Conquering the Commute: Riding to Work
The hyper-efficient Honda NC700X equipped for commuting by Twisted Throttle
With gas prices continuing to climb and free time being a limited and cherished resource, riding a motorcycle to work just makes good sense. Check out these points below to see how and why to make motorcycle commuting work for you:
Save Time, Save Money
According to the Ride To Work website, the average U.S. commute is a mixed route, meaning it requires workers take a combination of open roads and city surface streets. It’s 29 miles long and takes, by car, about 55 minutes to complete.
Now compare that to commuters who ride motorcycles they shave an impressive 33 minutes off this same commute. Add that up coming and going, and that’s an extra hour-plus every day and who couldn’t use that? Add to this the fact that passenger cars have an average mpg of 22.3, but motorcycles get an average 50.1 mpg. That’s more than twice the fuel mileage, which translates into some big savings each week at the gas pump.
If you’re concerned about any inconveniences riding a motorcycle to work may present, investigate the variety of motorcycle accessories that are available and convenient for riders to use. There is gear to keep you safe, warm and comfortable during commute times.
Perhaps the most vital accessory is a good, sturdy helmet. Helmets protect your brain from injury and decrease the likelihood of death. They come in different styles, including open-face, half-coverage and full-face just make sure to wear one that fits snugly. To lessen the helmet-hair effect, get a ventilated helmet, which decreases how much your head sweats.
There are in-helmet earphones that enable riders to enjoy music and still be able to hear traffic and sirens, and radio and stereo features that work with your MP3 device. Garment cases enable you to pack work clothes on your bike and keep them clean and wrinkle-free.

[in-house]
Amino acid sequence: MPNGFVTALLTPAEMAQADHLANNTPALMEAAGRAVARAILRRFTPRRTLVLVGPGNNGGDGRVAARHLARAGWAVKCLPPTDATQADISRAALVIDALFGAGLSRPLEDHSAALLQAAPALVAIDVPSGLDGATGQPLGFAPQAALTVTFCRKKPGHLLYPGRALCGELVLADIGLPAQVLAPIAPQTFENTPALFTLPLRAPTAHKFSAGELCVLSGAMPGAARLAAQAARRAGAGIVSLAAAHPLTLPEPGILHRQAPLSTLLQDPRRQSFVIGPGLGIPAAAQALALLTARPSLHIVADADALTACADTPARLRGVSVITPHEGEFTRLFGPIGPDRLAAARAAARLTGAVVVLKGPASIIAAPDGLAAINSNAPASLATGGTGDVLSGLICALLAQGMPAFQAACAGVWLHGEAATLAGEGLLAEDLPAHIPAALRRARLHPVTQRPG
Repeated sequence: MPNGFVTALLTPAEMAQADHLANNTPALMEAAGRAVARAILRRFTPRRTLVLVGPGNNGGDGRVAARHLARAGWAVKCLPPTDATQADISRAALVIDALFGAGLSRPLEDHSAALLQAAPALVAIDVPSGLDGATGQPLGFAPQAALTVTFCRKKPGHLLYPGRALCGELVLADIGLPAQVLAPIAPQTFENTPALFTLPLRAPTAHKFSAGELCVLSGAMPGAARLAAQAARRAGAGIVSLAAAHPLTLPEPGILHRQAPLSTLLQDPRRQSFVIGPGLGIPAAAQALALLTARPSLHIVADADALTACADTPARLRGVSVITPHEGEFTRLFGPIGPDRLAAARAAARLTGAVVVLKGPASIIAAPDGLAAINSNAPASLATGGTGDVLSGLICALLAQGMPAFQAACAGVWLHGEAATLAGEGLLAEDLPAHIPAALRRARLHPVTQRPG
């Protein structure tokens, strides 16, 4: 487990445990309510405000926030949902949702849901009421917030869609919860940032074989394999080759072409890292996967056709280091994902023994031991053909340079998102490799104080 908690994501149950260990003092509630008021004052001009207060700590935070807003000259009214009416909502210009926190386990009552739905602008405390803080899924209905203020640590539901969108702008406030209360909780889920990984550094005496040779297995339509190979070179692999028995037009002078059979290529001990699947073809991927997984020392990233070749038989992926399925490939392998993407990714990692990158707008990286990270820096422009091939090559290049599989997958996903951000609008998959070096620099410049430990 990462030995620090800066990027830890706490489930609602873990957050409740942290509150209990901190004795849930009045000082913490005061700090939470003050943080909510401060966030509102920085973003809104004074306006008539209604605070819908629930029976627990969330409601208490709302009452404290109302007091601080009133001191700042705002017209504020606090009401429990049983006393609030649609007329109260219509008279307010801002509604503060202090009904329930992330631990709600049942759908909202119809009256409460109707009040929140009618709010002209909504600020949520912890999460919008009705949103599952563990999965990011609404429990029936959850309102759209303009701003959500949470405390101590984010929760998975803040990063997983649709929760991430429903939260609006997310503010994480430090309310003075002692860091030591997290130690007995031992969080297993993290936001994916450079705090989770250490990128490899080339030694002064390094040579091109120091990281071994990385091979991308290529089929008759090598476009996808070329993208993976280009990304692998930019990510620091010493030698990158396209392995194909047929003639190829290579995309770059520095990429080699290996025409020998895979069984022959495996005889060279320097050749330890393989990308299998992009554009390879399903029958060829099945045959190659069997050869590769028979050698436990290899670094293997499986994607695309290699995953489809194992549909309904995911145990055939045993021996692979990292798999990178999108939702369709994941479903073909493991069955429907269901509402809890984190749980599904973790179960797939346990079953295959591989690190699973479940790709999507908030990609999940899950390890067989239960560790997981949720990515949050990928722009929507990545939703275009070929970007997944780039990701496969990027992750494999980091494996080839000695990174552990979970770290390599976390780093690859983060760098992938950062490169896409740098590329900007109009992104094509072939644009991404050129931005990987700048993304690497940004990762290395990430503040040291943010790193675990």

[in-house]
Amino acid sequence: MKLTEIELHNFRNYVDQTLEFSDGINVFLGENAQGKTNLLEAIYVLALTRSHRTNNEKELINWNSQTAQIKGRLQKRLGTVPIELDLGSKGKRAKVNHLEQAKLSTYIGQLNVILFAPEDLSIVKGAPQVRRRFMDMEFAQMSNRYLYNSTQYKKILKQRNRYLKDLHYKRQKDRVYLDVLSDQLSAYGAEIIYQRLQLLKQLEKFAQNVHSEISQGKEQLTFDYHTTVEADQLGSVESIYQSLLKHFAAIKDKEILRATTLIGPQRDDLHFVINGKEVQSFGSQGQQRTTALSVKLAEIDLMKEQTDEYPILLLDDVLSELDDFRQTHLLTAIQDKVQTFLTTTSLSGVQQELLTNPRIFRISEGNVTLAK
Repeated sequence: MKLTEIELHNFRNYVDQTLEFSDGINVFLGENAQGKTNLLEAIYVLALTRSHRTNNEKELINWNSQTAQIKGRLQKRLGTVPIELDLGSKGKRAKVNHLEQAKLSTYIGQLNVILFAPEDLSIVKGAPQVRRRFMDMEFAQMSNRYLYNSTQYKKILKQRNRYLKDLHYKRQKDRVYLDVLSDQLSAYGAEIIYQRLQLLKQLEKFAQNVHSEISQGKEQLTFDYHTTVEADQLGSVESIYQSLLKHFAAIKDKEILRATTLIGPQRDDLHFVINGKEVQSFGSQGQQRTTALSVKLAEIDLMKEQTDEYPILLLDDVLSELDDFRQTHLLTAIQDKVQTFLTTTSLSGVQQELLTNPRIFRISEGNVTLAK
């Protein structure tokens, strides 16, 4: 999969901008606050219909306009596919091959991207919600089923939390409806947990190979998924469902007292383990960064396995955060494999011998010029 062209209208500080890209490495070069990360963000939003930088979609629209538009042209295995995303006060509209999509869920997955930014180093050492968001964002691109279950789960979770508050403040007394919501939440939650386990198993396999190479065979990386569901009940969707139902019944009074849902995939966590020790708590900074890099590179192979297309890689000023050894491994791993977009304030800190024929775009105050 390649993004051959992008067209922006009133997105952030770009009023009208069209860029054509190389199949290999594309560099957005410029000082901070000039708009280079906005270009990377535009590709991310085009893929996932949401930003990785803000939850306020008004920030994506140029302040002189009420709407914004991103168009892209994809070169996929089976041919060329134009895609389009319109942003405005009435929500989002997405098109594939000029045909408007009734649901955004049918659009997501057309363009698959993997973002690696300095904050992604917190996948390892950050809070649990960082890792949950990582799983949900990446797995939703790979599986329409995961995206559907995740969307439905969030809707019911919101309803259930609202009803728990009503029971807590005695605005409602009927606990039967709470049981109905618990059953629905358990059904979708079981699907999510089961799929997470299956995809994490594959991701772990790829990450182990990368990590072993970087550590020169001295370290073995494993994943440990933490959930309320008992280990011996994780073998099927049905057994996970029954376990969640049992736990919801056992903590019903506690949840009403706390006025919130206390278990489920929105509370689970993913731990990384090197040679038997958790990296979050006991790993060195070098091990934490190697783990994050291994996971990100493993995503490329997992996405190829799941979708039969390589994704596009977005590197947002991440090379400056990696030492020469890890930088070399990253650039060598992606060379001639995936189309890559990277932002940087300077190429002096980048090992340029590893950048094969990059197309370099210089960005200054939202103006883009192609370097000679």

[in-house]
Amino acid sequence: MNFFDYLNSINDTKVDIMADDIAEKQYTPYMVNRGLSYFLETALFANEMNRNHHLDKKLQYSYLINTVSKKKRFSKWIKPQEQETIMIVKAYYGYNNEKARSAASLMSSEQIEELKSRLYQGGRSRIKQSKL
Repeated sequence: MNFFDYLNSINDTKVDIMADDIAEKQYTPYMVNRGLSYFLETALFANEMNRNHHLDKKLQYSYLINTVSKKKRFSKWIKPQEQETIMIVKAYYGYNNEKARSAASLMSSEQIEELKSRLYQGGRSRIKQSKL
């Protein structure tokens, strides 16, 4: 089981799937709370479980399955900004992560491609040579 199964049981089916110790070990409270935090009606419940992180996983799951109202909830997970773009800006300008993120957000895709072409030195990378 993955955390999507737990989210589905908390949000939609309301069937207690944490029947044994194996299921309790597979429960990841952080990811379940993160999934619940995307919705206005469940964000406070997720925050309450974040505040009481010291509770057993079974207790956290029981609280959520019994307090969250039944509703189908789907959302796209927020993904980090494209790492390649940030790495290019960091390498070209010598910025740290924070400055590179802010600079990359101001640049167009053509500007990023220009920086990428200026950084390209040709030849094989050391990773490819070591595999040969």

Be Safe (and Save on Insurance)
New riders should take a motorcycle safety course. Not only will it make you a safer rider, but successful completion usually gets you a break on insurance costs, too. (just make sure the course you enroll in is recognized by your insurance provider).
Safety courses teach riders how to start and stop, how to inspect a motorcycle and how to maneuver in varying traffic situations. They also teach riders how to recognize and avoid potential hazards, including blind spots.
Nick Ienatsch of SportRider.com explained, If you can’t see the driver’s face in the car’s mirror, that driver can’t see you and you simply don’t exist. He suggests motorcyclists use acceleration, deceleration and lane position to “ride in the mirrors” of the cars around you, adding, The Highway Patrol teaches its riders to constantly move through traffic, to ride slightly (slightly!) faster than traffic and move through blind spots rather than sitting in them. Good advice.
Commuting can be Cool… No, Really!
If you think motorcycle commuting has to be drudgery, then you’re missing the point. Check out this video of Twisted Throttle’s fully ticked out urban commuter, the Honda NC700X. The hyper-efficient adventure styled “soft roader” makes 64-73mpg, and does it with a fair bit of fun.